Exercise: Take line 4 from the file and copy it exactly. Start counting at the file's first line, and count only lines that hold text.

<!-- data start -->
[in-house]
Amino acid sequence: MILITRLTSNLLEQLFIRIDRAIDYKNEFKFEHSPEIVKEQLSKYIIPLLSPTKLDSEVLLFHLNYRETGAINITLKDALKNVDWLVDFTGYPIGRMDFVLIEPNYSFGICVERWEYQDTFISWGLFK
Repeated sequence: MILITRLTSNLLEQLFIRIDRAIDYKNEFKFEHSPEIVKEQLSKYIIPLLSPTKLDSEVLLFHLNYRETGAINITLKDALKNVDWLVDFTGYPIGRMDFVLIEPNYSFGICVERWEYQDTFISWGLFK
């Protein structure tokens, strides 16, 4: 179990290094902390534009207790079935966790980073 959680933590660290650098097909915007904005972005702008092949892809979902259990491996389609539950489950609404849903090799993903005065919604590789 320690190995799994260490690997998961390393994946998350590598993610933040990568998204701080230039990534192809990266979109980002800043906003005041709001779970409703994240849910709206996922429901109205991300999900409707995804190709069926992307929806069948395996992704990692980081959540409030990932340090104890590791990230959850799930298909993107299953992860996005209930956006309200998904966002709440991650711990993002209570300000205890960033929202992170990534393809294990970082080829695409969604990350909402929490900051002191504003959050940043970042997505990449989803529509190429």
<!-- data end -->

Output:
């Protein structure tokens, strides 16, 4: 179990290094902390534009207790079935966790980073 959680933590660290650098097909915007904005972005702008092949892809979902259990491996389609539950489950609404849903090799993903005065919604590789 320690190995799994260490690997998961390393994946998350590598993610933040990568998204701080230039990534192809990266979109980002800043906003005041709001779970409703994240849910709206996922429901109205991300999900409707995804190709069926992307929806069948395996992704990692980081959540409030990932340090104890590791990230959850799930298909993107299953992860996005209930956006309200998904966002709440991650711990993002209570300000205890960033929202992170990534393809294990970082080829695409969604990350909402929490900051002191504003959050940043970042997505990449989803529509190429």